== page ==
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Will You Survive the Workforce After Passing the ASWB Exam?
Will You Survive the Workforce After Passing the ASWB Exam?

Will You Survive the Workforce After Passing the Social Work Exam?

It’s likely you have what it takes to pass the LCSW exam. Though passing the social work exam gets you licensed, there is a learning curve when it comes to actual practice.

Many new social workers approach the field with a certain sense of believing that each one of his or her clients will benefit from his or her services. These social workers eventually find out that not every client will want to change for a variety of reasons. Understanding this will help a new social worker immensely with integration into the new field.

Lisa Baron, MSW, LCSW, contributes to The Social Work Careers Magazine and has been a clinical social worker for more than 25 years. Her article, Tips for New Social Workers, addresses and debunks 10 myths new social workers tend to believe based on “some belief patterns in many of the students I teach.”

Baron begins with a disclaimer to social work students who have yet to pass the LCSW exam. She explains the importance of a career in working with people and goes on to say that “people are complex and you will be amazed, mesmerized, frustrated, disappointed, angered.” She encourages students to “Be realistic about what to expect,” then goes on to list her 10 myths. Below, we describe the facts that her 10 myths suggest.

  1. You will not be able to help all clients all the time. Only the clients that want help can be helped. It’s likely you'll somehow affect each client, though, regardless of the outcome.
  2. Some client stories will personally affect you. Some client stories may trigger personal feelings of your own. Baron suggests seeking your own personal therapy because “a key part of your work [is] understanding and working through clinical countertransference.”
  3. You might take work home sometimes. Because some client stories will trigger an emotional response in you, it’s important to find balance and make time for yourself. See AATBS’s article, Leaving the Emotional Stress of Social Work at the Office.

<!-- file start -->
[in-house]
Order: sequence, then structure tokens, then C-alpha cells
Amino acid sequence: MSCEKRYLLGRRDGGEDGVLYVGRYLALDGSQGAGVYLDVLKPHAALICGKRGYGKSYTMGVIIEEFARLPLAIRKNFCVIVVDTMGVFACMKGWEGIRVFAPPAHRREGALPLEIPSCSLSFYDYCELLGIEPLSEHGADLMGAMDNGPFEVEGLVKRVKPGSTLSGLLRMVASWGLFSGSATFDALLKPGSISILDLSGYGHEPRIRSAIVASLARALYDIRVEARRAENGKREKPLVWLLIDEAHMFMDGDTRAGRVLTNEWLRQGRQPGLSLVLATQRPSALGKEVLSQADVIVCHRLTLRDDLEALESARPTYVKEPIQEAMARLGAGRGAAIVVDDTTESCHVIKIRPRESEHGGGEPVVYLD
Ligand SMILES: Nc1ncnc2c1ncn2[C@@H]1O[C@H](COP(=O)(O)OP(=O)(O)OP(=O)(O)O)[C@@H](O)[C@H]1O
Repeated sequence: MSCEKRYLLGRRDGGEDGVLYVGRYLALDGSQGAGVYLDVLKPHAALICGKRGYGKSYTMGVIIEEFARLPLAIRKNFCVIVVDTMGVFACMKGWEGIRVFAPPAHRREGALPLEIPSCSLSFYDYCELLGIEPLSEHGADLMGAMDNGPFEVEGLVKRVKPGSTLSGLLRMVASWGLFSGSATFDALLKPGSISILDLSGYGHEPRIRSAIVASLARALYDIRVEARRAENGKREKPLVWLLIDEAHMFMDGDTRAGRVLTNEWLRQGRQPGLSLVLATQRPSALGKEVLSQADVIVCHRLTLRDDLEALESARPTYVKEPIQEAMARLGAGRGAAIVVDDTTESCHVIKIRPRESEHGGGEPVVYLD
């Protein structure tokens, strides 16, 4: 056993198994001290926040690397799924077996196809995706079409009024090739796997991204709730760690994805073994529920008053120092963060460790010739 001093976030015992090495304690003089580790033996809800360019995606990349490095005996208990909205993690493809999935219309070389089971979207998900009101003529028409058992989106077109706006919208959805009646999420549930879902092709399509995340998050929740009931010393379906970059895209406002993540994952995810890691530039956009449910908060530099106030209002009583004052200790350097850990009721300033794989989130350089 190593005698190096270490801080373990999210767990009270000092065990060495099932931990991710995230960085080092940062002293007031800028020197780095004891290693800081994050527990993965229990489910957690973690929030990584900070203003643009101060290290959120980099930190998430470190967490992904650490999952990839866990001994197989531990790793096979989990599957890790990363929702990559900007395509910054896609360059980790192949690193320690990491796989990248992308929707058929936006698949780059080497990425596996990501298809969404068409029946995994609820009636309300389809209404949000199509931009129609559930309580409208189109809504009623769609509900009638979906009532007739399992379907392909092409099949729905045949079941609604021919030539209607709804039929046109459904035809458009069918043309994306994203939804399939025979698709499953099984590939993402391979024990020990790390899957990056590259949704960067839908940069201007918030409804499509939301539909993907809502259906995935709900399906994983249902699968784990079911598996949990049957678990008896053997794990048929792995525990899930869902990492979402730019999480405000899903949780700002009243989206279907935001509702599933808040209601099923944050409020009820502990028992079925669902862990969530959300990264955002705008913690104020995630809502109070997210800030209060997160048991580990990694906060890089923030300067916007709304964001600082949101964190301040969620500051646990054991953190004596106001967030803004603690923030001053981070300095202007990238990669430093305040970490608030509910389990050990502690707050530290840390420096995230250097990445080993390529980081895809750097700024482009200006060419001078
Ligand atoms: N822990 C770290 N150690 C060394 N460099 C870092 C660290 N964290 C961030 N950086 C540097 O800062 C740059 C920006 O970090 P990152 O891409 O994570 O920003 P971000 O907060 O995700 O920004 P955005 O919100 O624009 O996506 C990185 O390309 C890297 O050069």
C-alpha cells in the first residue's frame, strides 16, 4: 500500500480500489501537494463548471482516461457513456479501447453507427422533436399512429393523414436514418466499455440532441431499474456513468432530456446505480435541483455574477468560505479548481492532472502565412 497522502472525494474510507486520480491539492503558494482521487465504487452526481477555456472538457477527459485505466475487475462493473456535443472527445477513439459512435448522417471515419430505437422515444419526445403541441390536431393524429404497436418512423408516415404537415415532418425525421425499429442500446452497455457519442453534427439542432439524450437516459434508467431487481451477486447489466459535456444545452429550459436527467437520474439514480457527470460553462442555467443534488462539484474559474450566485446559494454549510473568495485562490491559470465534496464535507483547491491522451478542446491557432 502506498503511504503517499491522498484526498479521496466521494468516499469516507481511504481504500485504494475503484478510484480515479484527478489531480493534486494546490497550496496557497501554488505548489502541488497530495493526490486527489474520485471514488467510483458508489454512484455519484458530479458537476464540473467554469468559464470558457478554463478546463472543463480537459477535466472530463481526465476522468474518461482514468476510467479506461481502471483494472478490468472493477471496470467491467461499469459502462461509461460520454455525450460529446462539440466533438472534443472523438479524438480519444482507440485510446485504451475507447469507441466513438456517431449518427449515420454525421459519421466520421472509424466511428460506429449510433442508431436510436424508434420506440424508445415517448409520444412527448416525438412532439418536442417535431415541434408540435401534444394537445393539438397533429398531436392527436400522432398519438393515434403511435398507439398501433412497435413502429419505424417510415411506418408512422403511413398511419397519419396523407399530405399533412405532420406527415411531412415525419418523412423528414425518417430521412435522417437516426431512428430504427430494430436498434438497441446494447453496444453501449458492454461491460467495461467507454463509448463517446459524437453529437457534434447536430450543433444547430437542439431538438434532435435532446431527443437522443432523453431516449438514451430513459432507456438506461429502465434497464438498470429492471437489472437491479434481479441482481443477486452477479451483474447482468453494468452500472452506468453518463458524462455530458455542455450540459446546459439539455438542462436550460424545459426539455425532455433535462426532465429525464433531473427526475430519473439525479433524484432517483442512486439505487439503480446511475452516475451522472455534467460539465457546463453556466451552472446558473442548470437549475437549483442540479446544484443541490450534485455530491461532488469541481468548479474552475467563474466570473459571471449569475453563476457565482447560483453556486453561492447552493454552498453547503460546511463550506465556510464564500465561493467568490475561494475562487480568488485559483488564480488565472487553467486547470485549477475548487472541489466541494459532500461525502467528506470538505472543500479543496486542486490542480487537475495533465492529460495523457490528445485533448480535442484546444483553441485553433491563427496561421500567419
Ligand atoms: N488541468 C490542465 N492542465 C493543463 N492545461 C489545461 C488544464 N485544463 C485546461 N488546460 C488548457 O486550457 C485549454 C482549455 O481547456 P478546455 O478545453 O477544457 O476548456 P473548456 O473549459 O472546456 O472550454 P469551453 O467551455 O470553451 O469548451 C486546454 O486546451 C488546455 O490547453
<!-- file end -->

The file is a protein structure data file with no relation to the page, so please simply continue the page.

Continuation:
4. You might not click with all your clients. It's important to find strengths in every client you see and to focus on these strengths.
  5. You will never stop learning. Although you have what it takes to pass the Social Work exam, you will still have a learning curve upon entering your new profession. Baron says, “A true professional never stops learning.”
  6. Regardless of how you grew up, you will have vulnerabilities that affect your work. No one has lived a perfect life. The more you see clients, the more vulnerabilities you might find in yourself.
  7. Silence in therapy sessions is okay and beneficial. Helping professionals might tend to fill silence in a therapy session, fearing that silence is not beneficial to the client. Baron explains, “Silence in the room is as valuable as words” because it gives a client time to process his or her emotions. 
  8. Client goals must be made by the client. Being a dedicated social worker could mean you have outcomes you would like to see in your clients. For a client to reach a goal, though, the goal must be made by the client.
  9. Therapy is more about relationship and less about fixing. The quicker we are to fix a client's problem, the less likely we are to succeed. Baron says, “Therapy is not about fixing; it’s a process between two people that is based on a trusting relationship.”
  10. Have integrity and honesty. Helping professions, such as social work, tend to attract people of a similar nature. This does not mean you will have everything in common with everyone. Regardless, have integrity and honesty in your practice and workplace every day.

 

Read Baron’s full article here.
 

 



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